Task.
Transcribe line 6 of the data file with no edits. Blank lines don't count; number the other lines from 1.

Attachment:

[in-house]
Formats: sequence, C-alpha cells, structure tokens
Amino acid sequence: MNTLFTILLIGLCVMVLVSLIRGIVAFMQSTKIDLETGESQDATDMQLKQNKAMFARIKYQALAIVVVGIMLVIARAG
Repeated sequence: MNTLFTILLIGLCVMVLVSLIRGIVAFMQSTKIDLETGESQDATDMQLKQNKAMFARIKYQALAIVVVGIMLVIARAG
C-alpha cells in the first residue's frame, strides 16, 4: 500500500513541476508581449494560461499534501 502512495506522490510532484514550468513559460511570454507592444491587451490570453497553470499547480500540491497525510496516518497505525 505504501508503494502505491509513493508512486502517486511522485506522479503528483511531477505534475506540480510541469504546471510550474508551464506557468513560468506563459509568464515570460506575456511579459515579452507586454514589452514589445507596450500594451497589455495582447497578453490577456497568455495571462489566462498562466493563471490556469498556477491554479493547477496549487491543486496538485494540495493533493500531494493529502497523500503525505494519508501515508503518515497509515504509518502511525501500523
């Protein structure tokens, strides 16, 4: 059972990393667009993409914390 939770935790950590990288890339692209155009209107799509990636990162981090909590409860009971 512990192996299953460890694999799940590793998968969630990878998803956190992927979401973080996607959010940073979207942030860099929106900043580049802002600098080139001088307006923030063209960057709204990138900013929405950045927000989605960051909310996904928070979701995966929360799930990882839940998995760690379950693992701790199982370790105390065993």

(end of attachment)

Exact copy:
């Protein structure tokens, strides 16, 4: 059972990393667009993409914390 939770935790950590990288890339692209155009209107799509990636990162981090909590409860009971 512990192996299953460890694999799940590793998968969630990878998803956190992927979401973080996607959010940073979207942030860099929106900043580049802002600098080139001088307006923030063209960057709204990138900013929405950045927000989605960051909310996904928070979701995966929360799930990882839940998995760690379950693992701790199982370790105390065993």